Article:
A previous study demonstrated the sensitivity of these connection

A previous study demonstrated the sensitivity of these connections

to alterations of the visual input (Levin et al., 2010). Visual pathways white matter analysis was performed in two steps: identifying the fiber bundles and evaluating their properties. Using a new probabilistic algorithm (Sherbondy et al., 2008a, 2008b), we could clearly identify the optic tract and the optic radiation composing the input fibers to the visual cortex as well as the output fibers from each hemisphere, which cross at the corpus callosum ( Figure 3A). Following fiber identification, we studied white matter integrity using directional diffusivity measures. By measuring diffusivity in multiple directions we obtained estimates of the principal diffusion direction (longitudinal) as well as the perpendicular direction (radial). The ratio of these two EGFR inhibitor values is similar to the fractional anisotropy (FA). We found that the properties of the achiasmic subject’s CHIR-99021 solubility dmso (AC2) visual pathways were within the range of 30 normally sighted control subjects

( Figure 3B). Finally, the cross-sectional area of the occipital fibers that connect right and left visual cortex was assessed ( Figure 3C). In normal sighted controls, there is a correlation between the cross-sectional area of this tract and the cross-sectional area of the entire callosum. The cross-sectional area of the achiasmic subject’s occipital callosal fiber group was smaller than that of controls, yet the overall size of his corpus callosum was small too ( Figure 3D). These results highlight that the white matter integrity at the resolution of our neuroimaging measurements is comparable to control subjects. Our results highlight both differences and similarities of the achiasmic compared to the typical human visual system. In achiasma, we found a highly atypical organization of the visual cortex consisting of overlapping visual hemifield maps with bilateral pRFs. In contrast, pRF sizes were in the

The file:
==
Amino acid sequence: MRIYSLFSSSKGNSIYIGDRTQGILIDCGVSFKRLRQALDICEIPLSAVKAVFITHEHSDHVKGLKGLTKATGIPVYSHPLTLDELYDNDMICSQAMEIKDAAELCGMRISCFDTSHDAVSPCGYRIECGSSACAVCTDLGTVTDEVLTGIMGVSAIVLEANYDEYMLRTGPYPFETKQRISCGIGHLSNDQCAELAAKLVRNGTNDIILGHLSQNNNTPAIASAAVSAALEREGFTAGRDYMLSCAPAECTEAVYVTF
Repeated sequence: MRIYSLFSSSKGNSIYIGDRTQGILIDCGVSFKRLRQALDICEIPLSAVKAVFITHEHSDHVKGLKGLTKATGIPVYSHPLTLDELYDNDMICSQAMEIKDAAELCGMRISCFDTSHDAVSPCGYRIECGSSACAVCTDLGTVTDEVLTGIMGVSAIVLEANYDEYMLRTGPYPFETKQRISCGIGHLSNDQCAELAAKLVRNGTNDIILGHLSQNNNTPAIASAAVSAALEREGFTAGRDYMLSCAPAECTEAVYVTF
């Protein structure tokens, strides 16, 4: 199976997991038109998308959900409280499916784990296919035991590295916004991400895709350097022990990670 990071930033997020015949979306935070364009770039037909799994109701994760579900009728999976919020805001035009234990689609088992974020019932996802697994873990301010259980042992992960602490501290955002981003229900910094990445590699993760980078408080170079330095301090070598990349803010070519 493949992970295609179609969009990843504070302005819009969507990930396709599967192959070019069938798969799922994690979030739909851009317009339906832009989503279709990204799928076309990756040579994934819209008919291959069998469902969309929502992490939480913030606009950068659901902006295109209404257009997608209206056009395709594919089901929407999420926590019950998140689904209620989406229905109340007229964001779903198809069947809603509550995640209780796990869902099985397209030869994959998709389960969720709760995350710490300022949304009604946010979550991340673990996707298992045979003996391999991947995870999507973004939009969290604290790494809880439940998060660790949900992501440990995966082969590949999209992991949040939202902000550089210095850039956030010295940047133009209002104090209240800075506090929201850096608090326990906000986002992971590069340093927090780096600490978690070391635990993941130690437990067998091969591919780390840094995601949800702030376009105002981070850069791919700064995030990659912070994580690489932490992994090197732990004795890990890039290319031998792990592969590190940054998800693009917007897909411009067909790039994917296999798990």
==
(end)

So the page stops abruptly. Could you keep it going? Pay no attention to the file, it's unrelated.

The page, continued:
normal range as were the properties of all major visual pathways, in particular the geniculate-cortical and occipital-callosal fibers. Moreover, normal pRF sizes across early visual cortex in conjunction with the persistence of bilateral pRFs imply relatively unaltered cortico-cortical connections (Harvey isothipendyl and Dumoulin, 2011). Our results can be explained by conservative developmental mechanisms in human achiasma that largely preserve the normal visual pathways beyond the LGN. Both retinotopic and pRF mapping demonstrated an overlay of orderly retinotopic maps from opposing hemifields in the visual cortex, such that each cortical location represents two separate visual field locations, namely one in each hemifield. This intermixed representation could result from individual neurons with bilateral receptive fields, but also from the interdigitation of two different neural populations representing the contra- and ipsilateral visual field at the current fMRI resolution.